the record is without merit and does not entitle the
appellant to relief).
extent Flowers argues that counsel should have done more,
expended more resources, and presented other witnesses to
establish the relevance of the forensic evidence, his claim
is without merit. Additional evidence regarding the state of
the crime scene and the implication to be drawn from it would
have been cumulative to evidence and argument presented at
trial. "This Court has previously refused to allow the
omission of cumulative testimony to amount to ineffective
assistance of counsel." United States v.
Harris, 408 F.3d 186, 191 (5th Cir. 2005) (citing
Murray v. Maggio, 736 F.2d 279, 282 (5th Cir.
1984)). "[T]he withholding of cumulative testimony will
not ordinarily satisfy the prejudice component of a claim of
ineffective assistance of counsel." Taylor v.
State, 352 N.W.2d 683, 687 (Iowa 1984) (citing
Schrier v. State, 347 N.W.2d 657, 665 (Iowa 1984)).
Further, considering the overwhelming evidence of
Flowers's intent to kill Philyaw summarized below,
counsel was not ineffective for failing to expend more
resources on proving facts - the lack of pellets, holes, and
indentation -- that the jury could easily understand from
cross-examination of the State's witnesses. Thus, this
Court cannot say that the circuit court abused its discretion
by finding that Flowers failed to meet his burden to
establish counsel's ineffectiveness.
Flowers failed to prove that counsel were constitutionally
ineffective for failing to present his testimony or other
witnesses' testimony indicating he was not the shooter
and did not intend to kill Philyaw. The State presented
overwhelming evidence that Flowers was the shooter and that
he intended to take Philyaw's life. For instance, Flowers
confessed on multiple occasions that he hit Philyaw in the
head with a pipe and shot him. Ricky Tobin, an investigator
with the Baldwin County Sheriff's Department, testified
that, "Flowers stated they stopped on the dirt road, and
at that time, he got out and shot Philyaw five or six
times...." (R. 873.) Flowers "said he shot him five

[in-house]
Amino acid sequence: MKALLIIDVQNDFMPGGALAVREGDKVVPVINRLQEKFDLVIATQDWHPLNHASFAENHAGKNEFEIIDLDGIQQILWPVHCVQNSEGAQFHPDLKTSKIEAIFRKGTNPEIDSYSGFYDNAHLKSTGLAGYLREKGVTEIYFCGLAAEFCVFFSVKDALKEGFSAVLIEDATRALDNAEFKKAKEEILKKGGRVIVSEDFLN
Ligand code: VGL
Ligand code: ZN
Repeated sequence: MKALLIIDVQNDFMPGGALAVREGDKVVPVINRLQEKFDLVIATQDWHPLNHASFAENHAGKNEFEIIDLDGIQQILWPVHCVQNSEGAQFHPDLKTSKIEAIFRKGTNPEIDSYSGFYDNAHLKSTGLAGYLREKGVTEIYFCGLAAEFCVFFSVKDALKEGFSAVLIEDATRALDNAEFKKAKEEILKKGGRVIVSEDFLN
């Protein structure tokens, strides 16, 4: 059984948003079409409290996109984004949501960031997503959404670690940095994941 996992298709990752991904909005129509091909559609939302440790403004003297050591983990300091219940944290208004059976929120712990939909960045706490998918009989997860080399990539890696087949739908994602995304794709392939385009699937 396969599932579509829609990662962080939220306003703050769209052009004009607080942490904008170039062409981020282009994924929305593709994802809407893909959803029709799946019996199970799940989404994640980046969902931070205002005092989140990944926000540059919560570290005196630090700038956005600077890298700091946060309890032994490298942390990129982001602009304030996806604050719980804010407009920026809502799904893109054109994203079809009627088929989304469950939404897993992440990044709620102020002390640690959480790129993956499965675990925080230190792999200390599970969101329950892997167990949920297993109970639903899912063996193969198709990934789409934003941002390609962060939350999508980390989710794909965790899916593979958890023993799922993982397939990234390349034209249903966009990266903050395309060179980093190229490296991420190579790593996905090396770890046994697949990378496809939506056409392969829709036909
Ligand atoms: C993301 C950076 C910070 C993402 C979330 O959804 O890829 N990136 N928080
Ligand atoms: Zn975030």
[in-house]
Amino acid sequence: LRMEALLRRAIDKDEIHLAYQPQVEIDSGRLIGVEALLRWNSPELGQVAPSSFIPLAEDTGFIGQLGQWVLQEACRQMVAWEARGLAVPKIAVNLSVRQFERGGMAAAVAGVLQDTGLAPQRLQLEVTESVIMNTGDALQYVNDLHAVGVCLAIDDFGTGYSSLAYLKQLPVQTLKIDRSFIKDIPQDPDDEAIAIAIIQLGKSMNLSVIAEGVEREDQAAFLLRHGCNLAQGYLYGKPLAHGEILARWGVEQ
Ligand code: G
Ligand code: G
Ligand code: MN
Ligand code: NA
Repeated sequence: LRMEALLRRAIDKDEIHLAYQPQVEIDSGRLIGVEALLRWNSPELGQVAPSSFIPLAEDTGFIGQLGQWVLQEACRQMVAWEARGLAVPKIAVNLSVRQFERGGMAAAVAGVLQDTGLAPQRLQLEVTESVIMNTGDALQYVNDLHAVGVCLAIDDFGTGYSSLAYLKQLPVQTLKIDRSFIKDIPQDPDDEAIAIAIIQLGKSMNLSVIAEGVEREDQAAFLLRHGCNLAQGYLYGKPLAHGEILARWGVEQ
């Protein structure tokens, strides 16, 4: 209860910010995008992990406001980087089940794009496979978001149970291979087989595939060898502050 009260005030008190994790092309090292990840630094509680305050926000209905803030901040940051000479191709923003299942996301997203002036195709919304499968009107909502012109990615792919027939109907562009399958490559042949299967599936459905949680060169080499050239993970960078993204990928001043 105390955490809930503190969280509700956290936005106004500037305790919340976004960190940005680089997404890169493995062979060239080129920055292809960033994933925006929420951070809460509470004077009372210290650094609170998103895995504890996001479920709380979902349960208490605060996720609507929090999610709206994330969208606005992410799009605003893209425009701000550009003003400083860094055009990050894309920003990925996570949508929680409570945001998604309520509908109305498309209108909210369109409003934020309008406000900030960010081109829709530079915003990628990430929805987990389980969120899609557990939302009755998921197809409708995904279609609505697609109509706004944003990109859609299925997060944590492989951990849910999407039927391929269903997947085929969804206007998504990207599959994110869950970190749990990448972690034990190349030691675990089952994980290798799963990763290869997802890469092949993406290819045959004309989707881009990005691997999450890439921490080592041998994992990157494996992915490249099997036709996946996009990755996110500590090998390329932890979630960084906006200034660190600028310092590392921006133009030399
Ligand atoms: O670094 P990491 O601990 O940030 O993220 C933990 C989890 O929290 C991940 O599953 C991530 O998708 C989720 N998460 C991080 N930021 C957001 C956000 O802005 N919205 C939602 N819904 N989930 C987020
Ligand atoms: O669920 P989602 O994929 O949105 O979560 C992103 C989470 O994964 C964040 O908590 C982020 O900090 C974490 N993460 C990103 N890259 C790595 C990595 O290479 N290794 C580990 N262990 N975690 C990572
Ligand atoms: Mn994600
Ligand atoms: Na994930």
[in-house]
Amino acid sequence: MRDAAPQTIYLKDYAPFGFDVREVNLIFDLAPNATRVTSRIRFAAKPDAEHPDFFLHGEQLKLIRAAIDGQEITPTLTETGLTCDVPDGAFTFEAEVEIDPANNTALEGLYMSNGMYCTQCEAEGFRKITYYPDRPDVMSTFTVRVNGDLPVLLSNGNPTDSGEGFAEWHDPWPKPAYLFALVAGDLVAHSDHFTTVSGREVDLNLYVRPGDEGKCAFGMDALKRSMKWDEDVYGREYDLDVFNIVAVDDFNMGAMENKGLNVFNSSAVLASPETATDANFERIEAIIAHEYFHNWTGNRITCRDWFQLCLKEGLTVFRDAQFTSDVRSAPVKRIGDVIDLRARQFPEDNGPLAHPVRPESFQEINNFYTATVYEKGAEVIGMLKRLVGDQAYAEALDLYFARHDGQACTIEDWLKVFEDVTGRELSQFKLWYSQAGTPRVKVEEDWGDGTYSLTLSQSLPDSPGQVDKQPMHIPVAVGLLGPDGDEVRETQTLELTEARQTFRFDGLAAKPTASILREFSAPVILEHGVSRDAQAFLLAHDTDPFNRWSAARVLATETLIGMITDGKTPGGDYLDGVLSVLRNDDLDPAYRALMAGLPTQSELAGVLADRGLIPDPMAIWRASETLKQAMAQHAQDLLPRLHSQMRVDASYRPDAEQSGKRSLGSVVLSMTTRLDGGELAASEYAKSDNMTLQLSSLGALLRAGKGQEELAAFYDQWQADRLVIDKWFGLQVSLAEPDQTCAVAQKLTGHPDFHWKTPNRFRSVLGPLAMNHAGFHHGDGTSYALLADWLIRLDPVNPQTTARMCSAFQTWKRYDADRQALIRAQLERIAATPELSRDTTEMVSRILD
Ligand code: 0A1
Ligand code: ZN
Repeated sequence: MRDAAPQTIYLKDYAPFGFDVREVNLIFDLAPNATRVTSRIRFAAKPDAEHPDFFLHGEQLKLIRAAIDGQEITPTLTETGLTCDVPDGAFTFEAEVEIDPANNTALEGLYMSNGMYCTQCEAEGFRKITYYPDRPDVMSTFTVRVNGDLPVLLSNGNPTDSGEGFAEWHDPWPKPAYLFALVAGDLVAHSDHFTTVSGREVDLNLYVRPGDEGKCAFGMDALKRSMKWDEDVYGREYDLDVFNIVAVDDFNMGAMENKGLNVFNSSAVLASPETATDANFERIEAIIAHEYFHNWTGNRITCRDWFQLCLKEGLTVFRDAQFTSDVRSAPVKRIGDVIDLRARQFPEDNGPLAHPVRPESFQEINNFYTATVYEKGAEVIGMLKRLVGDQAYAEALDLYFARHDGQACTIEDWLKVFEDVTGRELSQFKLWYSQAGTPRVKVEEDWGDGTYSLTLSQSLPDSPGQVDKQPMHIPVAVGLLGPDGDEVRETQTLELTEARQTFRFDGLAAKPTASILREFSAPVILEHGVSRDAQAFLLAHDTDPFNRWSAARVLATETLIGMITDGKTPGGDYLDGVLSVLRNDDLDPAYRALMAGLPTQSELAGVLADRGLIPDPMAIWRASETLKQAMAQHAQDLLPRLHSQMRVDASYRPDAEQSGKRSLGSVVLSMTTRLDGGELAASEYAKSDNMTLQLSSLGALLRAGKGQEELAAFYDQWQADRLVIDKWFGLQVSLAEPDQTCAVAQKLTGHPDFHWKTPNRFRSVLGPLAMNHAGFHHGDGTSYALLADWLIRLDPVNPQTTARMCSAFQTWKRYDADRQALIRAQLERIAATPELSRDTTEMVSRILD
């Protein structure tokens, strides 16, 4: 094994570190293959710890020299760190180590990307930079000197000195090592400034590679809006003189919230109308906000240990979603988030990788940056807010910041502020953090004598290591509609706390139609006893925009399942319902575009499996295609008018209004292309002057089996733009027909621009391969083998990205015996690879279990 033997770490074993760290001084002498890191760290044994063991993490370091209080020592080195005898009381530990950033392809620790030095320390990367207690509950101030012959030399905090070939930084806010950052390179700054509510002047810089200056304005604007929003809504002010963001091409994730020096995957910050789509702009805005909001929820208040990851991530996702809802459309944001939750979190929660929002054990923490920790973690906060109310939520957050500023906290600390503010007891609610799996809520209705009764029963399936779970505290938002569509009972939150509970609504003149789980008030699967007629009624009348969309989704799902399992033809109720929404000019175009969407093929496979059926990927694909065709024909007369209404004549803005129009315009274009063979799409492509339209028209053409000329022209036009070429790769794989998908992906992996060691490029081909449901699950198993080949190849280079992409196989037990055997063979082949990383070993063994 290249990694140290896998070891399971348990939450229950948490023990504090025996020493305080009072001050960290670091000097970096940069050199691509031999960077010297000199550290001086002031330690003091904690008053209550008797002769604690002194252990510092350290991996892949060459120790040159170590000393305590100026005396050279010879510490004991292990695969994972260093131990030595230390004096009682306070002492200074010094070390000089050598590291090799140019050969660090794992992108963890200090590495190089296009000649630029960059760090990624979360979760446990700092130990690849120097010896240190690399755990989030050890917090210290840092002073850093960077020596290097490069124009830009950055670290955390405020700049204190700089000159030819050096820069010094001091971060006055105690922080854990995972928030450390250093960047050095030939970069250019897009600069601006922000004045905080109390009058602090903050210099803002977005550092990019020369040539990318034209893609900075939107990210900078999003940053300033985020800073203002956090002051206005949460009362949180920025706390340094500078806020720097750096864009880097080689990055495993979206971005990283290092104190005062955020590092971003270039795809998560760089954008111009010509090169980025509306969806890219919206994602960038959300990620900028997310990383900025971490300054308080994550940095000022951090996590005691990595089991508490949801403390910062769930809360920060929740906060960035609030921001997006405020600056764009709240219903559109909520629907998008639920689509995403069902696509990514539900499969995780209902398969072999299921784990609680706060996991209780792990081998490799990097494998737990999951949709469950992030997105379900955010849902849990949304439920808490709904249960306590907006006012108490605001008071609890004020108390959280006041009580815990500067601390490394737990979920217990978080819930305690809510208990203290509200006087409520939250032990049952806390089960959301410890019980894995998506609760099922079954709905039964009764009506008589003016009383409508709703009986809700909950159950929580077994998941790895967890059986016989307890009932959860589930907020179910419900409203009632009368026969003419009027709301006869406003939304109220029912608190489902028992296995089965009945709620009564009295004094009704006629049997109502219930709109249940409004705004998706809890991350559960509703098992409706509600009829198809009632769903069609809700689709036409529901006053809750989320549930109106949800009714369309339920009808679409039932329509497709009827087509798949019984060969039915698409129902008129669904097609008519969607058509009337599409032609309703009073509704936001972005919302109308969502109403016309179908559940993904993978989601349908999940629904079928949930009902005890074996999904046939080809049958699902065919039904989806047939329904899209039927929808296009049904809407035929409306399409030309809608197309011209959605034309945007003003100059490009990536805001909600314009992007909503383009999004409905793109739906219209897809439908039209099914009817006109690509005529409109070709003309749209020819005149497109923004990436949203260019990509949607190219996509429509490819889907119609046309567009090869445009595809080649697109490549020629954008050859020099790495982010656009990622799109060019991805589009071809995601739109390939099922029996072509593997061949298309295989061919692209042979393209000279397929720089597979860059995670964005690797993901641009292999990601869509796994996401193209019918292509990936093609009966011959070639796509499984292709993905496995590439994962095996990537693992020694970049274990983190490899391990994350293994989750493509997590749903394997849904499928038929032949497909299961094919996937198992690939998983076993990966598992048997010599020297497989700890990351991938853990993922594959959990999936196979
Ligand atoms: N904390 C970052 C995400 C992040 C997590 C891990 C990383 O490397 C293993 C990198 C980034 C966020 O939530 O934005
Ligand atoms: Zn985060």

or six times while [Philyaw] was lying in the back of the
truck." (R. 874.) Further, during a telephone
conversation Flowers had with his sister, Theresa Coleman,
the following occurred:
Coleman: "Yeah. Did Y'all - did y'all do
Flowers: "Yea, they got us so I mean, we're guilty
Coleman: "How could you do it?"
Flowers: "I Me [sic] and Libby didn't want to do it
and they - they talked me into doing it."
Coleman: "Who else was involved?"
Flowers: "Me. It's me, Black, Buckshot, Angela and
Coleman: "Just five of you?"
Flowers: "Yeah. Libby - Libby and Angela didn't do
Coleman: "What did you do?"
Flowers: "I was the one shot him."
Coleman: "You shot him?"
Coleman: "You the one that shot him?"
(32C. at 11897.)
Flowers led law-enforcement officers to the location of
Philyaw's body and the shotgun used to murder him. On the
way to the location of Philyaw's body, Flowers was
excited, "laughing and joking around, " and showed
no signs of remorse. (R. 849, 876.) As Flowers led
law-enforcement officers to Philyaw's body, he stated,
"'I hope you have a strong stomach, because this is
where the massacre began [.] '" (R. 865.)
with Flowers's statements, confessions, and giddy
behavior when visiting the scene of the murder, trial counsel
explained the decision not to have Flowers testify and tell
his version of the offense as follows:
"Q. Did you - well, as of the end of September, had
there been any investigation by you or [Dixon] or anyone else
into possible guilt defense issue around Mr. Flowers telling
you that he thought he shot high and didn't think he had
"A. Well, it was - Yeah. I mean, that was --that was
something to consider, but we had a problem with - for one,
that Tim kept confessing to doing it, you know, all these
tape recordings of him saying he did it. And even in our
discussions with him, he talked about hitting [Philyaw] in
the head with a pipe, I think it was.
So it wasn't as if he was -- you know, it wasn't like
the girl that was cowering in the car, you know, while all
this went on. He was an active participant. And without - so
it's hard to - you know, so we didn't - we didn't
want to put him on the stand because he's going to get up
there and admit to committing capital murder even if he says
he shot high. And we didn't really have anyone else to
put up there that could say things that would help with that
other then, you know, trying to establish through the
evidence that it probably wasn't the shot that killed
"Q. I think you mentioned that before, but I'll ask
you again and give you an opportunity to explain. Why
didn't you call Mr. Flowers to testify to say that he
thought he shot high or he didn't think he hit [Philyaw]
or any of those things he had told you.
"A. Well, a couple of things. One is that Tim was - you
know, you're probably - [you Rule-32 counsel are] dealing
with a much older and probably more matured person. We were
dealing with an out-of-control teenage boy who thought he was
a celebrity and a hero and was going to take the hit for
everybody, and we had no idea what he would do if he got to
the witness stand.
The other - the other problem was that even if he told us
what he had said to us, he still would be basically admitting
to capital murder because he said he hit [Philyaw] in the
head with a pipe or something to that effect. You know, he
may not have been the fatal blow, but it would certainly -
there wouldn't be any way that his testimony would be
exculpatory. It might minimize - you might be able to
minimize what he did, but not clear him."
(32C. 11657-658, 11678.)
had strategic reasons not to present Flowers's testimony.